The American counter gothic: monstrous women and their monstrous texts

Show simple item record

dc.contributor Beidler, Philip D.
dc.contributor Manora, Yolanda M.
dc.contributor Smith, Cassander L.
dc.contributor Marouan, Maha
dc.contributor.advisor Whiting, Frederick
dc.contributor.author Whitener, Bonnie
dc.date.accessioned 2017-03-01T16:24:37Z
dc.date.available 2017-03-01T16:24:37Z
dc.date.issued 2012
dc.identifier.other u0015_0000001_0000834
dc.identifier.other Whitener_alatus_0004D_10984
dc.identifier.uri https://ir.ua.edu/handle/123456789/1337
dc.description Electronic Thesis or Dissertation
dc.description.abstract Various texts theorize the wanton woman and the conditions that created her but none so much as Leslie Fiedler's Love and Death in the American Novel. His book speaks to a particularly American wanton, monstrous woman because, as Fiedler states quite accurately, the very roots of America are a result of our relationship with the other and with fear. The puritans feared God, Satan, Indians, and women. Over time, the United States has encountered myriad others to fear as well. As a result of this fear, says Fiedler, American literature is, at its heart, gothic literature. More importantly, this fear is demonstrated through a lack of mature love relations in American plotlines and in authors' characterizations of women. Fiedler is absolutely correct in his connection of an American gothic sensibility to a problematic relationship with women. However, his discussion of Hannah Webster Foster's novel, The Coquette, is inadequate. He suggests that Foster adheres to well-worn gothic motifs when, in fact, she does not. Eliza Wharton contains elements of a gothic and sentimental heroine. However, Eliza struggles in a culture of fear and convention and resists these forces as long as she can. This resistance to convention in the first novel written by a woman born in the United States indicates the beginning of a conversation with the American gothic consciousness Fiedler suggests. My claim, therefore, is that there is another set of stories and symbols that runs counter to this gothic sensibility so deeply entrenched in American literature. There are writers who create female characters that resist conventions but are aware of a "gothic "conversation, with Foster and The Coquette as the initiators of this conversation. Novels that also have this conversation include The Scarlet Letter, The Awakening, Lolita, and Sula. These texts were each simultaneously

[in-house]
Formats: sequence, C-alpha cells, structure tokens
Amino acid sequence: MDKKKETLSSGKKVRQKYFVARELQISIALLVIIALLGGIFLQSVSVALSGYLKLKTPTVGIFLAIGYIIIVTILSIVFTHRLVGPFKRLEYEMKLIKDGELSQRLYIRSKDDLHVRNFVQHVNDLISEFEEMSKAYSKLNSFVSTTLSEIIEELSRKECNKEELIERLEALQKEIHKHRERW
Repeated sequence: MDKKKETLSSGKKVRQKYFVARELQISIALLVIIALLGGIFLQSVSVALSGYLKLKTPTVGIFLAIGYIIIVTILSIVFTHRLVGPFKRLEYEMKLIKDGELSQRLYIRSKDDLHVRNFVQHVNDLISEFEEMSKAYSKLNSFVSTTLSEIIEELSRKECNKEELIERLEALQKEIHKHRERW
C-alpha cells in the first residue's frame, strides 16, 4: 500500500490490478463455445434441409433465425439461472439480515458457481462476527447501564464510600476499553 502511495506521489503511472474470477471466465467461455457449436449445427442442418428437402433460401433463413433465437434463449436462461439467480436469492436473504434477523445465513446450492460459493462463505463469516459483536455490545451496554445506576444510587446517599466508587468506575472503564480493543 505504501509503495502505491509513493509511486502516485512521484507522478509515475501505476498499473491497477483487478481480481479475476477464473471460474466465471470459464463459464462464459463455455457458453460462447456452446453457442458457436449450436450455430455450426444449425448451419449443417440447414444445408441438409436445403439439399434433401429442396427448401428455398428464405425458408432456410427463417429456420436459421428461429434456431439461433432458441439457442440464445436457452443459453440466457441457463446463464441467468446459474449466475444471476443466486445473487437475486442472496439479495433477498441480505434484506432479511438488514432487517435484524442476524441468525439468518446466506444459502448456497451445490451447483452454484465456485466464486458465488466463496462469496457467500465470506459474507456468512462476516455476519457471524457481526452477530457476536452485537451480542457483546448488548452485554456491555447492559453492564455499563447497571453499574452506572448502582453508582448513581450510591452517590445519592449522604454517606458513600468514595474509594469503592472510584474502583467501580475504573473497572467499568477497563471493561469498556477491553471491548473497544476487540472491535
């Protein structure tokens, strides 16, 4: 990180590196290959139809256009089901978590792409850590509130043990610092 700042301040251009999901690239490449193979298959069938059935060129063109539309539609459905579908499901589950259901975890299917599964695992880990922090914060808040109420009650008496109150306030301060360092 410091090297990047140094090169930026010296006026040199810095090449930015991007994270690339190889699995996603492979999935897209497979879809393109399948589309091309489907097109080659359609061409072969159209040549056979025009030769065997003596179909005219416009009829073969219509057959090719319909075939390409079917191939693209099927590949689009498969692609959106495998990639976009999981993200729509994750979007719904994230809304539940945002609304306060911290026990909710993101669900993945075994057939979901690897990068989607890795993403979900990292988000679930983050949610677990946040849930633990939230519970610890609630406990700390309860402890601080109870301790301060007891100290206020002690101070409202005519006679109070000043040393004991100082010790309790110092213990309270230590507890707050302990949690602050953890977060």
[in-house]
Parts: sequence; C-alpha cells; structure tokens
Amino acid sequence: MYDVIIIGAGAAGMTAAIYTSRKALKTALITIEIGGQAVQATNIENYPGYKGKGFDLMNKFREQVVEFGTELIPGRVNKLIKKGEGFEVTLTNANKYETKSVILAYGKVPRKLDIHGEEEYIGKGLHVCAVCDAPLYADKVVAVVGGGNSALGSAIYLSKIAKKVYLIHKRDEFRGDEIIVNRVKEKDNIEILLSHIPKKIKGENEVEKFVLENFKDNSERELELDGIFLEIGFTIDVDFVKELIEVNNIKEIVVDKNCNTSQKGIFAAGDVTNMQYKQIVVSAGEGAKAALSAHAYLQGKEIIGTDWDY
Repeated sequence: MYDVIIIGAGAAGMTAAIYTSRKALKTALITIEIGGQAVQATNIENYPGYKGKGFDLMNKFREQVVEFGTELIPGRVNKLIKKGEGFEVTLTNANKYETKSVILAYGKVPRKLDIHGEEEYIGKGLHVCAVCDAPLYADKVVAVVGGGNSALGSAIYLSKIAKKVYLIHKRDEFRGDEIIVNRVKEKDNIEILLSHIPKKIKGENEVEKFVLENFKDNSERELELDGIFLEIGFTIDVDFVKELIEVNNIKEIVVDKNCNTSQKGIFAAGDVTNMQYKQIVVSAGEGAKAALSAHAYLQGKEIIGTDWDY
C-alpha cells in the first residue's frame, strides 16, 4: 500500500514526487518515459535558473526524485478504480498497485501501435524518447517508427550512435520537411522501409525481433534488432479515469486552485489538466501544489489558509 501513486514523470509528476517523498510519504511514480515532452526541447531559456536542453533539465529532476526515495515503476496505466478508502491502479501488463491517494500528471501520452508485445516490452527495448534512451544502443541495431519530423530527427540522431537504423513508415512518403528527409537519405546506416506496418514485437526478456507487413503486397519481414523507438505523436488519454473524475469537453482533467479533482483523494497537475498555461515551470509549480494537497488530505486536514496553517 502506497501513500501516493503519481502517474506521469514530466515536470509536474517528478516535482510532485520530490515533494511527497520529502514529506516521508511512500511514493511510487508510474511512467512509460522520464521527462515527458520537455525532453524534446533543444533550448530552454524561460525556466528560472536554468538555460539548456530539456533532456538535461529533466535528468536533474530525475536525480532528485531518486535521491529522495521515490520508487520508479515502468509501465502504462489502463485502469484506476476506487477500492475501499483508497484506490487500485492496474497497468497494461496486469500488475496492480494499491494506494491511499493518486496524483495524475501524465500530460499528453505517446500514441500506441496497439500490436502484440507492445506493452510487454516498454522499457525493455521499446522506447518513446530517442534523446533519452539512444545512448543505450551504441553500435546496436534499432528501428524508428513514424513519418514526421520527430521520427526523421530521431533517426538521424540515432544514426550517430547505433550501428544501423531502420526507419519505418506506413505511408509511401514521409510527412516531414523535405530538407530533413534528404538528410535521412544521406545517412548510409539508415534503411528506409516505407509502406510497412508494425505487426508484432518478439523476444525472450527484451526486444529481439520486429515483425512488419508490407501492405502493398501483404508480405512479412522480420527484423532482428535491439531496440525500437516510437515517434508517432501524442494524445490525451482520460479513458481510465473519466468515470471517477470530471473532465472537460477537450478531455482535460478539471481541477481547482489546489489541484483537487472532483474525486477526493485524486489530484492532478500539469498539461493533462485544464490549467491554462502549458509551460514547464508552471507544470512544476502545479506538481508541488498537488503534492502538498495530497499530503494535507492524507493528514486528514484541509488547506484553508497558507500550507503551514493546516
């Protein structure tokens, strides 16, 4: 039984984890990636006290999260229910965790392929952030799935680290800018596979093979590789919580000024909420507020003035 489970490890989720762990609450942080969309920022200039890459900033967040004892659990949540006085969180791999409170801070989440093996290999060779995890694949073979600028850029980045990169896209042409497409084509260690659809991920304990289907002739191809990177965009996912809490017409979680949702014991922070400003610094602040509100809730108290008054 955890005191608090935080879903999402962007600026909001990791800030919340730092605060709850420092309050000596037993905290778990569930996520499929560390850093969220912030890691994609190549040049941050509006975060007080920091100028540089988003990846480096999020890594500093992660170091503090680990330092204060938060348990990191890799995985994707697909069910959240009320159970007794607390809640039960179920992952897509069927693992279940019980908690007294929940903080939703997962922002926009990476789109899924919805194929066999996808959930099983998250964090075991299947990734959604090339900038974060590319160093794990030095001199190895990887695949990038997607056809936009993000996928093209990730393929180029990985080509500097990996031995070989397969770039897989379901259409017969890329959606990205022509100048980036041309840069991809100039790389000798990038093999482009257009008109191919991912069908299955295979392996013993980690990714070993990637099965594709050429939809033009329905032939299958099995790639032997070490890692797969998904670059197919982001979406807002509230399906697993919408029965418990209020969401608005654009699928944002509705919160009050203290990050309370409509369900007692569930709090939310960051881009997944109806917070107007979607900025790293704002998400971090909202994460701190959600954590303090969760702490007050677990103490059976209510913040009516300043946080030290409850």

dc.format.extent 123 p.
dc.format.medium electronic
dc.format.mimetype application/pdf
dc.language English
dc.language.iso en_US
dc.publisher University of Alabama Libraries
dc.relation.ispartof The University of Alabama Electronic Theses and Dissertations
dc.relation.ispartof The University of Alabama Libraries Digital Collections
dc.relation.haspart Supplementary materials includes a table of contents PDF file.
dc.relation.hasversion born digital
dc.rights All rights reserved by the author unless otherwise indicated.
dc.subject.other Literature
dc.title The American counter gothic: monstrous women and their monstrous texts
dc.type thesis
dc.type text
etdms.degree.department University of Alabama. Dept. of English
etdms.degree.discipline English
etdms.degree.grantor The University of Alabama
etdms.degree.level doctoral
etdms.degree.name Ph.D.


Files in this item

This item appears in the following Collection(s)

Show simple item record

Search DSpace


Browse

My Account